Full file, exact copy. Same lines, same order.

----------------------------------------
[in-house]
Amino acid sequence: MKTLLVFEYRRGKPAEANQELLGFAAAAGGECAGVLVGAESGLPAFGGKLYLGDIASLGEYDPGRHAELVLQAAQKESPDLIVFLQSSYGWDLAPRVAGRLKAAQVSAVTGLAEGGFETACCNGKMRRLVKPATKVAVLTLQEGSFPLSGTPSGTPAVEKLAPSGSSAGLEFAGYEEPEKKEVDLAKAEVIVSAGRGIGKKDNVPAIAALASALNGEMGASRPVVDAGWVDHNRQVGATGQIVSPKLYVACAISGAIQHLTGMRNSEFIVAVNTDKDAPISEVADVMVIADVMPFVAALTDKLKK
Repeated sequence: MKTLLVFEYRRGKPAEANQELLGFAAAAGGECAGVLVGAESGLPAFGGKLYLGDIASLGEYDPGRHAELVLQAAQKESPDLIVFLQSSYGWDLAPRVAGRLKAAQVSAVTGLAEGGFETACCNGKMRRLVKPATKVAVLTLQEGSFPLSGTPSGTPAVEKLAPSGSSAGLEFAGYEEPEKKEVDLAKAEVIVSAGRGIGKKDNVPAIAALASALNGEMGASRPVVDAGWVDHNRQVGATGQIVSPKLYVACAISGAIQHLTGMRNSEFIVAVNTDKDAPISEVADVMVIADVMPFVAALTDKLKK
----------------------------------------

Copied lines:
[in-house]
Amino acid sequence: MKTLLVFEYRRGKPAEANQELLGFAAAAGGECAGVLVGAESGLPAFGGKLYLGDIASLGEYDPGRHAELVLQAAQKESPDLIVFLQSSYGWDLAPRVAGRLKAAQVSAVTGLAEGGFETACCNGKMRRLVKPATKVAVLTLQEGSFPLSGTPSGTPAVEKLAPSGSSAGLEFAGYEEPEKKEVDLAKAEVIVSAGRGIGKKDNVPAIAALASALNGEMGASRPVVDAGWVDHNRQVGATGQIVSPKLYVACAISGAIQHLTGMRNSEFIVAVNTDKDAPISEVADVMVIADVMPFVAALTDKLKK
Repeated sequence: MKTLLVFEYRRGKPAEANQELLGFAAAAGGECAGVLVGAESGLPAFGGKLYLGDIASLGEYDPGRHAELVLQAAQKESPDLIVFLQSSYGWDLAPRVAGRLKAAQVSAVTGLAEGGFETACCNGKMRRLVKPATKVAVLTLQEGSFPLSGTPSGTPAVEKLAPSGSSAGLEFAGYEEPEKKEVDLAKAEVIVSAGRGIGKKDNVPAIAALASALNGEMGASRPVVDAGWVDHNRQVGATGQIVSPKLYVACAISGAIQHLTGMRNSEFIVAVNTDKDAPISEVADVMVIADVMPFVAALTDKLKK